“It seems strange trying to describe my career path, as the words imply that there was some sort of intention or plan as to where I wanted to go or what I wanted to be,” says Dr Ashley Nicholls, a postdoctoral research associate at the Cancer Research UK Cambridge Institute.
Although Nicholls started his career playing professional football, he has since swapped his kit for a lab coat and a whole new team.
I just got involved in things I thought were positive, I enjoyed doing and found interesting.
– Dr Ashely Nicholls
Destined for the pitch
“At 16 I decided to continue my education by studying for my A-Levels, after initially being released from Ipswich Town Football Club’s footballing academy, I had all but given up on the idea of playing football professionally and was playing local football for fun with my friends,” he explains.
But fate had other plans. Nicholls was invited to play for his county football team while studying for his A-levels and then subsequently went along for England schoolboy under-18’s football trials. “By some miracle, I managed to be selected for the squad and managed to play all of the games that season, culminating in a game at the old Wembley stadium in front of 60,000 supporters against Hungary.”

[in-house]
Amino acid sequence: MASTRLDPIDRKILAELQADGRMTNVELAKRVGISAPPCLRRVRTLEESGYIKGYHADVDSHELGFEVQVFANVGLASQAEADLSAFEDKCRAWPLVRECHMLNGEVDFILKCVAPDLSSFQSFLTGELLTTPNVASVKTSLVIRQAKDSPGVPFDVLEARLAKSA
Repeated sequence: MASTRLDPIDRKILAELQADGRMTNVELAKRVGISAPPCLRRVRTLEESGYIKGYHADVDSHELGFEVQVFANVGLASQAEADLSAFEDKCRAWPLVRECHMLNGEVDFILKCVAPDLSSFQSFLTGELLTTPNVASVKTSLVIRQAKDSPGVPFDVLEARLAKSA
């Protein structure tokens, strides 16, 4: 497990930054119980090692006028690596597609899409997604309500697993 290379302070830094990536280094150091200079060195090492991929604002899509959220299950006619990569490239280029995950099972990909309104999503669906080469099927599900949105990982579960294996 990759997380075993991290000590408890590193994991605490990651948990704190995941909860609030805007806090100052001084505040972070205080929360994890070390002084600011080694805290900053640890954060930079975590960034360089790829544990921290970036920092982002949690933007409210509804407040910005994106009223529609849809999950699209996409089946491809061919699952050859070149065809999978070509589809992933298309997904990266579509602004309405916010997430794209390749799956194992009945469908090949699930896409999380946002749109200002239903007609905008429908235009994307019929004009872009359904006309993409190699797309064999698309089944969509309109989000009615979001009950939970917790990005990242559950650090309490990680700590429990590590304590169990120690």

Following a successful stint playing for his hometown club, Ipswich Town, followed by a few years at Darlington FC and Cambridge United, Nicholls began to tire of playing professional football. “The commitment to nutrition, being away from home for Christmas and New Year, sitting on a coach for hours to play away games and staying in hotels and the isolation that comes with it was starting to get harder, physically and mentally.”
Nicholls knew that the transition from full-time football wasn’t going to be easy.
“Luckily enough the professional footballer’s association (PFA) were excellent at providing support for me and many of my previous colleagues. They helped me to enrol in university and fund part of my fees.”
Tackling children’s cancer research
During his degree, Nicholls balanced studying and training throughout the week, with a weekend football match. “I did this for 3 years before acquiring a degree in Biology and then decided to take a one-year internship at the Laboratory of Molecular Biology (LMB) in Cambridge.”
It was here where his passion for studying cancer developed. “The project was specifically looking at how our body is designed to naturally protect itself against cancer and how some populations of people seem to have more protection than others against the disease.”